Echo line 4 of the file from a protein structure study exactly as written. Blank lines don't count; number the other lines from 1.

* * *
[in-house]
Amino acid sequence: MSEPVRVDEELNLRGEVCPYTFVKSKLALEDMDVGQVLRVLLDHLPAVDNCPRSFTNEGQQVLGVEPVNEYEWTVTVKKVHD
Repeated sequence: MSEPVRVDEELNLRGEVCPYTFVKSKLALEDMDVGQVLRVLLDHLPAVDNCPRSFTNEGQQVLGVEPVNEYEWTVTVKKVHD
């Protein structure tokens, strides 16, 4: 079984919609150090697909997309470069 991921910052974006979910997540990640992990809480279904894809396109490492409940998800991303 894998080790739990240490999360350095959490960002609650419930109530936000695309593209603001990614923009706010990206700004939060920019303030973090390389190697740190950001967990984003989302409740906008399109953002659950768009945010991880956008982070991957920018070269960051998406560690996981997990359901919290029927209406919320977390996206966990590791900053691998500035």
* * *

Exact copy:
């Protein structure tokens, strides 16, 4: 079984919609150090697909997309470069 991921910052974006979910997540990640992990809480279904894809396109490492409940998800991303 894998080790739990240490999360350095959490960002609650419930109530936000695309593209603001990614923009706010990206700004939060920019303030973090390389190697740190950001967990984003989302409740906008399109953002659950768009945010991880956008982070991957920018070269960051998406560690996981997990359901919290029927209406919320977390996206966990590791900053691998500035």